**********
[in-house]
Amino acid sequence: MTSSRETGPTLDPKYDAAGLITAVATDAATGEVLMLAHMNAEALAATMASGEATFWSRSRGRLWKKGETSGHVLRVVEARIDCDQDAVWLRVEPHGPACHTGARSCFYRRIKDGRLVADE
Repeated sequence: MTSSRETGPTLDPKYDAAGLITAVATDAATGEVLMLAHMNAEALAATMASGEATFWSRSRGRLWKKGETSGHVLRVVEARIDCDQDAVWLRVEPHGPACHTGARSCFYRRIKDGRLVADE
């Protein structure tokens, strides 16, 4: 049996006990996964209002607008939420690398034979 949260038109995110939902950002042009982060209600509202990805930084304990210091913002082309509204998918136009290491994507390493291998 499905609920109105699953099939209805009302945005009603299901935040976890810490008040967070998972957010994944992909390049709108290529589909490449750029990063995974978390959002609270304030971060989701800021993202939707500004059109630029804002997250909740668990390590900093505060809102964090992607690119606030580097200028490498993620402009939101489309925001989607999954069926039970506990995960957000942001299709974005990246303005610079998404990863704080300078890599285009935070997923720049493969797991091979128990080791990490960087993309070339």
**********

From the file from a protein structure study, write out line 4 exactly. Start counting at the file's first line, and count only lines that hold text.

């Protein structure tokens, strides 16, 4: 049996006990996964209002607008939420690398034979 949260038109995110939902950002042009982060209600509202990805930084304990210091913002082309509204998918136009290491994507390493291998 499905609920109105699953099939209805009302945005009603299901935040976890810490008040967070998972957010994944992909390049709108290529589909490449750029990063995974978390959002609270304030971060989701800021993202939707500004059109630029804002997250909740668990390590900093505060809102964090992607690119606030580097200028490498993620402009939101489309925001989607999954069926039970506990995960957000942001299709974005990246303005610079998404990863704080300078890599285009935070997923720049493969797991091979128990080791990490960087993309070339």